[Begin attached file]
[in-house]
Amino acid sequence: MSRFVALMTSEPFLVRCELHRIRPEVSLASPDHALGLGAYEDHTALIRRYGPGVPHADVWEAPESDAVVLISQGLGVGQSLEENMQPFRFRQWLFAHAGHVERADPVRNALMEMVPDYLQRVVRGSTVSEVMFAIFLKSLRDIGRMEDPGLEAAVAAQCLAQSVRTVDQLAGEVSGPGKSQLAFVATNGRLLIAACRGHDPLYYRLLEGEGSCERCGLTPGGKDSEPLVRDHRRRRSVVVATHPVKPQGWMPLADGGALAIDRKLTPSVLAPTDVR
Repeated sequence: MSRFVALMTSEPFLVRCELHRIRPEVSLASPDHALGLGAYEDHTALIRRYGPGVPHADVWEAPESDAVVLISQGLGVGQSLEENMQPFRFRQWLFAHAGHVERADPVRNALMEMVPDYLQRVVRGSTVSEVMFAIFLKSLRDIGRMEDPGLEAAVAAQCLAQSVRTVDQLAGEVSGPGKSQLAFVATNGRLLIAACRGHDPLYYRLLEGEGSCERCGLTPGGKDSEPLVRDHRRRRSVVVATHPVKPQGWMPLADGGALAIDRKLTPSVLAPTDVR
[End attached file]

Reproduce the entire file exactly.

[in-house]
Amino acid sequence: MSRFVALMTSEPFLVRCELHRIRPEVSLASPDHALGLGAYEDHTALIRRYGPGVPHADVWEAPESDAVVLISQGLGVGQSLEENMQPFRFRQWLFAHAGHVERADPVRNALMEMVPDYLQRVVRGSTVSEVMFAIFLKSLRDIGRMEDPGLEAAVAAQCLAQSVRTVDQLAGEVSGPGKSQLAFVATNGRLLIAACRGHDPLYYRLLEGEGSCERCGLTPGGKDSEPLVRDHRRRRSVVVATHPVKPQGWMPLADGGALAIDRKLTPSVLAPTDVR
Repeated sequence: MSRFVALMTSEPFLVRCELHRIRPEVSLASPDHALGLGAYEDHTALIRRYGPGVPHADVWEAPESDAVVLISQGLGVGQSLEENMQPFRFRQWLFAHAGHVERADPVRNALMEMVPDYLQRVVRGSTVSEVMFAIFLKSLRDIGRMEDPGLEAAVAAQCLAQSVRTVDQLAGEVSGPGKSQLAFVATNGRLLIAACRGHDPLYYRLLEGEGSCERCGLTPGGKDSEPLVRDHRRRRSVVVATHPVKPQGWMPLADGGALAIDRKLTPSVLAPTDVR